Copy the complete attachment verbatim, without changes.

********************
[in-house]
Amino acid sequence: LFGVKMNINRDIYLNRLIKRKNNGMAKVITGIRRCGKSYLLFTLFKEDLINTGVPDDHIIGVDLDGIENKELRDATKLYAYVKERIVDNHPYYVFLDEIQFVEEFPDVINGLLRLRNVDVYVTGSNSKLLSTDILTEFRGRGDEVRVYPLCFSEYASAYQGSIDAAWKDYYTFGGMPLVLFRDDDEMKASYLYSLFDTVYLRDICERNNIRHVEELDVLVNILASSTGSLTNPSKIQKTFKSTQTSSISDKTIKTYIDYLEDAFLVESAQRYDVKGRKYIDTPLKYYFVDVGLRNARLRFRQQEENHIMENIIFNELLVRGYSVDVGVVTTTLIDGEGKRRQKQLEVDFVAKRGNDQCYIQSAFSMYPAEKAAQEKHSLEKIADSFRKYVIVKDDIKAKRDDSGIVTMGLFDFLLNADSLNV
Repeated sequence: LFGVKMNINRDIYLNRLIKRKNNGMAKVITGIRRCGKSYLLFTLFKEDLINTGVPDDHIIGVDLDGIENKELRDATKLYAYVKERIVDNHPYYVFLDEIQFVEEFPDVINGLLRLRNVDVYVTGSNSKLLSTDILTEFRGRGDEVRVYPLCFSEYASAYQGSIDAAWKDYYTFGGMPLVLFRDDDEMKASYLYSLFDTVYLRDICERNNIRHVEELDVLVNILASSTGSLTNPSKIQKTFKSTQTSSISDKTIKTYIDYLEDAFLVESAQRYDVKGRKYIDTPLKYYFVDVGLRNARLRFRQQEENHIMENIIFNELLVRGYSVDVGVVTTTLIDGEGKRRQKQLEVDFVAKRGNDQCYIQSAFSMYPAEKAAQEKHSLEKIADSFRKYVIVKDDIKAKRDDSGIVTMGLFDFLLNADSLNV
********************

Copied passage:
[in-house]
Amino acid sequence: LFGVKMNINRDIYLNRLIKRKNNGMAKVITGIRRCGKSYLLFTLFKEDLINTGVPDDHIIGVDLDGIENKELRDATKLYAYVKERIVDNHPYYVFLDEIQFVEEFPDVINGLLRLRNVDVYVTGSNSKLLSTDILTEFRGRGDEVRVYPLCFSEYASAYQGSIDAAWKDYYTFGGMPLVLFRDDDEMKASYLYSLFDTVYLRDICERNNIRHVEELDVLVNILASSTGSLTNPSKIQKTFKSTQTSSISDKTIKTYIDYLEDAFLVESAQRYDVKGRKYIDTPLKYYFVDVGLRNARLRFRQQEENHIMENIIFNELLVRGYSVDVGVVTTTLIDGEGKRRQKQLEVDFVAKRGNDQCYIQSAFSMYPAEKAAQEKHSLEKIADSFRKYVIVKDDIKAKRDDSGIVTMGLFDFLLNADSLNV
Repeated sequence: LFGVKMNINRDIYLNRLIKRKNNGMAKVITGIRRCGKSYLLFTLFKEDLINTGVPDDHIIGVDLDGIENKELRDATKLYAYVKERIVDNHPYYVFLDEIQFVEEFPDVINGLLRLRNVDVYVTGSNSKLLSTDILTEFRGRGDEVRVYPLCFSEYASAYQGSIDAAWKDYYTFGGMPLVLFRDDDEMKASYLYSLFDTVYLRDICERNNIRHVEELDVLVNILASSTGSLTNPSKIQKTFKSTQTSSISDKTIKTYIDYLEDAFLVESAQRYDVKGRKYIDTPLKYYFVDVGLRNARLRFRQQEENHIMENIIFNELLVRGYSVDVGVVTTTLIDGEGKRRQKQLEVDFVAKRGNDQCYIQSAFSMYPAEKAAQEKHSLEKIADSFRKYVIVKDDIKAKRDDSGIVTMGLFDFLLNADSLNV